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Latvia’s spiritual leader issues statement on Armenian Genocide anniversary

Jānis Vanags, the Archbishop of Latvian Evangelical Lutheran Church (Spiritual leader of Latvia) has issued a statement on the occasion of the 105th anniversary of the Armenian Genocide, the Armenian Embassy in Lithuania, Latvia and Estonia informs. The statement reads:

Yesterday, on Misericordias Domini Sunday, we prayed in our church for the tragedy of Armenian people that in many countries is recognized as genocide. On April 24th we remembered the 105th anniversary of this tragedy. Because of the restrictions imposed by the global pandemic, Yerevan did not see the traditional procession of remembrance. Instead, people turned off the electricity in their homes and put candles or mobile phone torches on their windowsills or balconies.

The Latvian people have themselves seen massacres and deportations of peaceful civilians, yet, we do not know much about the years of terror experienced by Armenians. Even I myself had to check some details in the Encyclopaedia Britannica.

Since times immemorial the Anatolian plateau was populated mainly by Armenian Christians who lived there side by side with Kurdish Muslims. In the 15.-16th century, this territory came under the control of the Ottoman Empire. The life of Christians of Armenian descent became increasingly difficult. Often they were unprotected by law against their Muslim neighbors. With World War I approaching at the beginning of the 20th century they were often suspected in treacherous contacts with Armenians who lived on the other side of the border.

At the beginning of 1915, the Ottoman army was crushed in the battle of Sarikamish. The main reason for this defeat was unfavorable weather and poor leadership, yet the blame was put on the “treachery of Armenians.” That was the prelude of the Genocide. The Ottoman authorities began deportations of Armenians from the Eastern Anatolia with the pretext that their presence endangers the security of the state. The ottoman Parliament passed laws that officially approved deportations. The first sign of the approaching catastrophe was the deportation of 250 Armenian intellectuals from Constantinople (Istanbul) on April 24, 1915.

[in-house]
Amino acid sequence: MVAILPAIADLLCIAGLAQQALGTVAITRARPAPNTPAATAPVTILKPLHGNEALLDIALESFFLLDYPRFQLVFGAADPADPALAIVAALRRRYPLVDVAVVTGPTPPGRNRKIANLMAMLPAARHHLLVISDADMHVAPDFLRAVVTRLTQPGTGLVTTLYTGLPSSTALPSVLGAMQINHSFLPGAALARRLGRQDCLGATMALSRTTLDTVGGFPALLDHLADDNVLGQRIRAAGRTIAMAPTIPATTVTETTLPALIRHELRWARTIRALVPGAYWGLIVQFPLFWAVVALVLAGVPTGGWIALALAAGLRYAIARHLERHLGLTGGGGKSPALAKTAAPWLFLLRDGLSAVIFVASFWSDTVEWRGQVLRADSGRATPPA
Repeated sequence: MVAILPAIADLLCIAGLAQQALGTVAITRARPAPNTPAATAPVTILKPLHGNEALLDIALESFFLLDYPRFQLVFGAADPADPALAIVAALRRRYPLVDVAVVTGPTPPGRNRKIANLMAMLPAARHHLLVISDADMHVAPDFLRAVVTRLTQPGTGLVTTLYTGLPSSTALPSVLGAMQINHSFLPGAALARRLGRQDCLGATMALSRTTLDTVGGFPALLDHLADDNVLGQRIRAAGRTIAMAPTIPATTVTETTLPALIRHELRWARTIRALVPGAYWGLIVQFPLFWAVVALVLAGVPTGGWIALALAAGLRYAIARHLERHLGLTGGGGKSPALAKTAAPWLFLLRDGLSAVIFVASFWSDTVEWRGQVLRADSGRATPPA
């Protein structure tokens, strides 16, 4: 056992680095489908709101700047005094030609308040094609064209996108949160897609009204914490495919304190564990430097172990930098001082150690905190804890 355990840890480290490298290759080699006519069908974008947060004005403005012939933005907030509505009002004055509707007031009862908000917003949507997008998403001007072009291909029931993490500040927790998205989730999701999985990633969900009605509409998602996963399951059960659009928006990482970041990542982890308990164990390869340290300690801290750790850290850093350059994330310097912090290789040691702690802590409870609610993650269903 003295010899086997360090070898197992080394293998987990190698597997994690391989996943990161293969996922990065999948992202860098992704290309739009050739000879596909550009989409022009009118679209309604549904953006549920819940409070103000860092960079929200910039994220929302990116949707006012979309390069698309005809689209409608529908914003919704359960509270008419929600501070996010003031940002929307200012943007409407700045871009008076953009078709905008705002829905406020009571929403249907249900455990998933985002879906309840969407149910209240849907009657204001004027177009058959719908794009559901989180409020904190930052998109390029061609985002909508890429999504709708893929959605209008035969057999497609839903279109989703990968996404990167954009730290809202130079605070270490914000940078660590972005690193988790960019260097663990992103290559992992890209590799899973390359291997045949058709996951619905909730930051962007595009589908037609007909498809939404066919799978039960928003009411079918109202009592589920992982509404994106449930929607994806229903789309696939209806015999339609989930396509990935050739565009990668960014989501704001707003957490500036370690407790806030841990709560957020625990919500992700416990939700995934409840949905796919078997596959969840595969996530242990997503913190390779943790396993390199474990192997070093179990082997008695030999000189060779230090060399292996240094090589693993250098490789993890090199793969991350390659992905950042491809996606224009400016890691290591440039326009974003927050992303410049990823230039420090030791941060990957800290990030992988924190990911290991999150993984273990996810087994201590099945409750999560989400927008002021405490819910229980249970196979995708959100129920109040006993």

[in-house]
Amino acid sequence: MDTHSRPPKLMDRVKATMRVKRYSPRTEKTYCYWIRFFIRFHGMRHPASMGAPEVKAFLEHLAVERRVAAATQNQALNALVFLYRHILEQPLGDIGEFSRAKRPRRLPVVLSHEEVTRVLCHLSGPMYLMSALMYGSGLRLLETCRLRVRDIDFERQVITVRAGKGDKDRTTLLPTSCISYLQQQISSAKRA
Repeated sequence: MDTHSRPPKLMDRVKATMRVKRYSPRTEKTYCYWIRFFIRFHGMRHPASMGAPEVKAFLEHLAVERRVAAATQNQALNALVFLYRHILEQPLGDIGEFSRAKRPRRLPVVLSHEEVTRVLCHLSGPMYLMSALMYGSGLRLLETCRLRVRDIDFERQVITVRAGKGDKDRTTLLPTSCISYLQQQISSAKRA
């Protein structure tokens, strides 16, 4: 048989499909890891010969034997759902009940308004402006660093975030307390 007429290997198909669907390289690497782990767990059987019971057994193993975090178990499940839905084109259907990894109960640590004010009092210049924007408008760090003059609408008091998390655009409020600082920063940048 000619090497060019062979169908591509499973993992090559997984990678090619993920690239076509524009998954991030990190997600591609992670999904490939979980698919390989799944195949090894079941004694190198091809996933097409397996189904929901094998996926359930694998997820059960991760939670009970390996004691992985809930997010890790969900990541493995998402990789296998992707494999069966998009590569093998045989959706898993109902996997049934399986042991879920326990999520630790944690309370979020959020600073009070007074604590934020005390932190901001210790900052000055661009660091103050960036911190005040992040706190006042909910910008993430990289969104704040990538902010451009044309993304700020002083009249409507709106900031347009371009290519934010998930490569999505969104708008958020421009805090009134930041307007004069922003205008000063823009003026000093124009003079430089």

The following summer and autumn Armenian civilians were taken from their homes and marched through the mountains and valleys of Eastern Anatolia to concentration camps in the desert. The deportations monitored by civilian and military officials were accompanied by systematic mass murder campaigns by irregulars as well as the local Kurds and Circassians. The survivors [of the death marches] who reached the Syrian desert perished in concentration camps. The mass murders continued also in 1916.

According to conservative estimates, that 600 000 to more than one million Armenians died or were murdered during deportations. Other sources maintain that the number of victims reached even 1,5 million. Reports came from foreign journalists, diplomats, and the military. The deserted Armenian homes in the Eastern Anatolia were given to Muslim refugees. Armenian women and children who managed to survive were often forced to give up their Armenian identity and convert to Islam. Tens of thousands of Armenian orphans were sheltered by foreign missionaries.
In 2014, the Turkish government expressed condolences to Armenian victims yet today’s Turkey denies that the repressions against Armenians should be called genocide.

Turkey maintains that it had been an instantaneous reaction to the crisis of World War I, not the realization of a long-lasting plan of the extermination of Armenian people. There had been mass murders but they had not been initiated and organized by the government. In any event, the consequences were just like those of an intentional ethnic cleansing. When the war was over more than 90 percent of Armenians of the Ottoman Empire had perished and the evidence of their existence had been erased. That is why the Republic of Armenia insists that the extermination of Armenian people should be called genocide.

Even these days there are intentional persecutions and murders of Christians. Every year many churches perish in flames and thousands of Christians are murdered, yet the governments of Western countries keep a politically correct silence about it. That is why the remembrance of the Armenian Holocaust is so important ‒ because the consequences of indifference and silence are deadly.

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